Cybersecurity awareness month wraps up this week in Europe and the U.S., and it’s the perfect time to reiterate that digital transformation will only succeed if people and organizations can rely on the security of data and connected systems. Digitization and cybersecurity must progress in close association.

Security providers are responsible not only for innovating and implementing solutions, but also for building digital trust. Earlier this year, we saw the start of an initiative with great potential to make our digital world more secure and increase trust. This Charter of Trust brings together companies and players from a variety of industries to work with governments to “establish a reliable basis upon which confidence in a networked, digital world can take root and grow.”

There are currently 17 organizations in the Charter of Trust, including IBM. Last February, we signed on to 10 key principles that cover areas such as security by default, education and security responsibility in the digital supply chain. But signing the Charter was merely the start of a collaborative process to improve security. Since then, the partners have broken down the various principles into concrete recommendations and requirements that companies and governments can put in place to improve security.

How the Charter of Trust Is Tackling Security in the Digital Supply Chain

Take, for example, security in the digital supply chain. The digital supply chain for any one service often involves a broad spectrum of players, from component suppliers for industrial products to subprocessors in a cloud service. For critical applications, nine out of 10 players in the supply chain have likely already implemented advanced cybersecurity practices. However, these may differ according to the product or service, leading to increased complexity and risk.

A second tier of suppliers, categorized as lower-risk, are unlikely to be subjected to the same requirements as high-risk suppliers, but still pose a risk to overall security. If any one player falls short in any element of security, the entire supply chain is put at risk. It is the weakest link in the chain that defines its overall strength.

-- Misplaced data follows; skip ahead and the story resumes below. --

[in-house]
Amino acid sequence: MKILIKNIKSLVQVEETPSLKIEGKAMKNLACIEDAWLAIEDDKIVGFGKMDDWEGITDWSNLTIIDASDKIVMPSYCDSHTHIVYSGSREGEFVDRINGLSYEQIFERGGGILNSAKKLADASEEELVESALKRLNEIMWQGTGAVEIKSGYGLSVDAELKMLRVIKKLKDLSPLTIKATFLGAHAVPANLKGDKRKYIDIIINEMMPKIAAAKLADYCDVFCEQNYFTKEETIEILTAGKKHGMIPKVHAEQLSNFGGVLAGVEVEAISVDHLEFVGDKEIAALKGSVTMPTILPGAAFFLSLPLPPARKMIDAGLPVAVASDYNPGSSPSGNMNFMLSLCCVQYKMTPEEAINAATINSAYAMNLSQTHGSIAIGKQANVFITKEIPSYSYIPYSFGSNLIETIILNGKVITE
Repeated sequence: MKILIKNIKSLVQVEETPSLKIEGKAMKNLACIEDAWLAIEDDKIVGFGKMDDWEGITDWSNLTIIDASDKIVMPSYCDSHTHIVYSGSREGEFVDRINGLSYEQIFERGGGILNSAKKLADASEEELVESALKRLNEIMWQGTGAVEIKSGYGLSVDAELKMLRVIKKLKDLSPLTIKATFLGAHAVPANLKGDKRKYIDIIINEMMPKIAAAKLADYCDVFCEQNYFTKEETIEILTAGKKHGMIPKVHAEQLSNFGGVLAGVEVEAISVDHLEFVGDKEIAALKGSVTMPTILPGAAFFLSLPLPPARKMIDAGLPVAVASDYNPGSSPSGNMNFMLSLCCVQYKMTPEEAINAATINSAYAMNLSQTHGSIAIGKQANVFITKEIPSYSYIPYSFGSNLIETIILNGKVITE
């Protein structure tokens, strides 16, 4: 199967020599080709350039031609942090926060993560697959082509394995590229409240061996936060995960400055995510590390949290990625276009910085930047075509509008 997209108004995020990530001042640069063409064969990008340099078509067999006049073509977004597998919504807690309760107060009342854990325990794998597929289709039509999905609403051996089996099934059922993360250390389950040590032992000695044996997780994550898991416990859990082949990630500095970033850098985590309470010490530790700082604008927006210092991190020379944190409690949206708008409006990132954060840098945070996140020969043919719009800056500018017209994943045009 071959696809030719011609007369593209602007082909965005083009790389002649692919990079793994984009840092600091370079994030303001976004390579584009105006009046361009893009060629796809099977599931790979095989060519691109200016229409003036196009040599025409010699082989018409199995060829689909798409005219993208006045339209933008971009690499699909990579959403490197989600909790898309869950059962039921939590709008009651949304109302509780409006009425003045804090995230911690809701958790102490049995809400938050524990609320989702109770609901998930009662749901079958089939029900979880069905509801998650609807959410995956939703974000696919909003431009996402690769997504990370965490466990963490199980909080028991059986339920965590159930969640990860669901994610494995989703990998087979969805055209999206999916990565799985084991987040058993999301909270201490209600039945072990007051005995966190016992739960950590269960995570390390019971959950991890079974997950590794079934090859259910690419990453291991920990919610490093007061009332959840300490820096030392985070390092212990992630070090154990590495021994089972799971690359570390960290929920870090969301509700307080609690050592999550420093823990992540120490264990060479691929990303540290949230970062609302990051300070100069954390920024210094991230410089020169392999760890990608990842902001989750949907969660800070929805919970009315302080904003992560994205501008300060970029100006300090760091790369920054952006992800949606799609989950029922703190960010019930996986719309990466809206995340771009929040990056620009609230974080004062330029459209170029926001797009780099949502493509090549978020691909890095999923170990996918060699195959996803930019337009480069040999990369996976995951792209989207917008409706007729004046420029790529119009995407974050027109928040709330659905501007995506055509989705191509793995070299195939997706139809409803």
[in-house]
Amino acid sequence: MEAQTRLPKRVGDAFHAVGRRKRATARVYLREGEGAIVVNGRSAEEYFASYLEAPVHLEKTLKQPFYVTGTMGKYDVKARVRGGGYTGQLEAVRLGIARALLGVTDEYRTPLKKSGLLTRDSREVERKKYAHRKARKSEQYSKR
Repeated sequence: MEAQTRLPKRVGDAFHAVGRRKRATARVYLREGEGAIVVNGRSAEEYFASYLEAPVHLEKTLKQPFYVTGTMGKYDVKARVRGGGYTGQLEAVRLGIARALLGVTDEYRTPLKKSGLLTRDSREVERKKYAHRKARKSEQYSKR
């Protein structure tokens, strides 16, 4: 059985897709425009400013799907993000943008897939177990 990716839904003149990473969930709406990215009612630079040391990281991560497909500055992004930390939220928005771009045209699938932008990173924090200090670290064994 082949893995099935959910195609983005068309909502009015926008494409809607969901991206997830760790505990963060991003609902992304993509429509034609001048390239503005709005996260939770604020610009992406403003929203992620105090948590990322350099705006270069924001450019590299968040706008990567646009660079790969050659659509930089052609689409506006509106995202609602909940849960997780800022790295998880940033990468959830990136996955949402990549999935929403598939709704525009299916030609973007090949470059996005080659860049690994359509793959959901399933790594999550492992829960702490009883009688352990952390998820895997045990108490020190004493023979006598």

To tackle this challenge, we are working together with other Charter of Trust partners to put security requirements in place for all players in the supply chain across all sectors. Similar work is ongoing across the other nine principles, where we’re identifying pragmatic actions that will establish a baseline for security in the Internet of Things (IoT) environment.

Why Governments and Organizations Must Come Together to Build Digital Trust

The key to the Charter’s success is collaboration. A single company or entity cannot hedge the all-encompassing impact of digitization and cybersecurity and create a greater sense of trust for users on its own; it has to be the result of close collaboration at all levels. In our interconnected world, where we expect that tens of thousands of devices will connect to the internet every second, trust cannot be siloed within borders, sectors or companies. We need coordinated strategies to put in place criteria for security in the IoT environment.

At the heart of the Charter is a desire to “combine domain knowhow and deepen a joint understanding between firms and policymakers of cybersecurity requirements and rules in order to continuously innovate and adapt cybersecurity measures to new threats.” The private-public collaboration will improve the sharing of domain-specific threat information and stimulate common interoperable standards — for example, how threats are categorized in terms of criticality and what syntax is used to describe them. That’s why we continue to invite governments of the world to engage with the Charter of Trust as it develops.

For IBM, being active in the Charter of Trust means we can tangibly contribute recommendations for the security that we know is key to digital transformation, and help drive a collaborative effort to build trust. In the coming months, the Charter of Trust is going on the road to engage with more governments and bring new companies on board, including stops in Washington, D.C., Brussels, Munich, Rome, Tokyo and elsewhere. We look forward to welcoming new and committed partners to the Charter.

If you would like to be a part of this significant initiative, take a look online or attend one of our upcoming global events. As businesses, we must not hold back on building trust.

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